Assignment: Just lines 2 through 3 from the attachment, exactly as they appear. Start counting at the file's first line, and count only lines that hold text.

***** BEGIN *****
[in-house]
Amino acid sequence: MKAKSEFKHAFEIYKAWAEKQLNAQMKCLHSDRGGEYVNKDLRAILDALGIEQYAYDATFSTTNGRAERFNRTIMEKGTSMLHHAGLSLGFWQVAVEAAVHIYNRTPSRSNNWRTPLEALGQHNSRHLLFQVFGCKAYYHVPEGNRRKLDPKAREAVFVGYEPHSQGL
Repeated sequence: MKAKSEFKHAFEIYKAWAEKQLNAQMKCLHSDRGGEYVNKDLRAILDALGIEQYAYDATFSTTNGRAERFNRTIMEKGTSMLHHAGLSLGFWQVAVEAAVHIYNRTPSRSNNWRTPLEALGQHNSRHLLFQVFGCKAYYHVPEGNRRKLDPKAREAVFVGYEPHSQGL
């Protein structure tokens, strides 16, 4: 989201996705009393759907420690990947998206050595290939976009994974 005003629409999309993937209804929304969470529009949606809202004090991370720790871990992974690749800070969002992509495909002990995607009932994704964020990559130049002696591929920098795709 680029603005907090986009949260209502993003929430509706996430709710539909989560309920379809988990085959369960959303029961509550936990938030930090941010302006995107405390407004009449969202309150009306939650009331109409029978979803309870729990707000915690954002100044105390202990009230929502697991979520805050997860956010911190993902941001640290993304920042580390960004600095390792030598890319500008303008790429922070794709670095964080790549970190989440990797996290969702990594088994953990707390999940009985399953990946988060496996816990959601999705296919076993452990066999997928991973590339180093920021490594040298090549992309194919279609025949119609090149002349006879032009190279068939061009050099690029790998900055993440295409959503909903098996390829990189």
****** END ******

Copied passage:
Amino acid sequence: MKAKSEFKHAFEIYKAWAEKQLNAQMKCLHSDRGGEYVNKDLRAILDALGIEQYAYDATFSTTNGRAERFNRTIMEKGTSMLHHAGLSLGFWQVAVEAAVHIYNRTPSRSNNWRTPLEALGQHNSRHLLFQVFGCKAYYHVPEGNRRKLDPKAREAVFVGYEPHSQGL
Repeated sequence: MKAKSEFKHAFEIYKAWAEKQLNAQMKCLHSDRGGEYVNKDLRAILDALGIEQYAYDATFSTTNGRAERFNRTIMEKGTSMLHHAGLSLGFWQVAVEAAVHIYNRTPSRSNNWRTPLEALGQHNSRHLLFQVFGCKAYYHVPEGNRRKLDPKAREAVFVGYEPHSQGL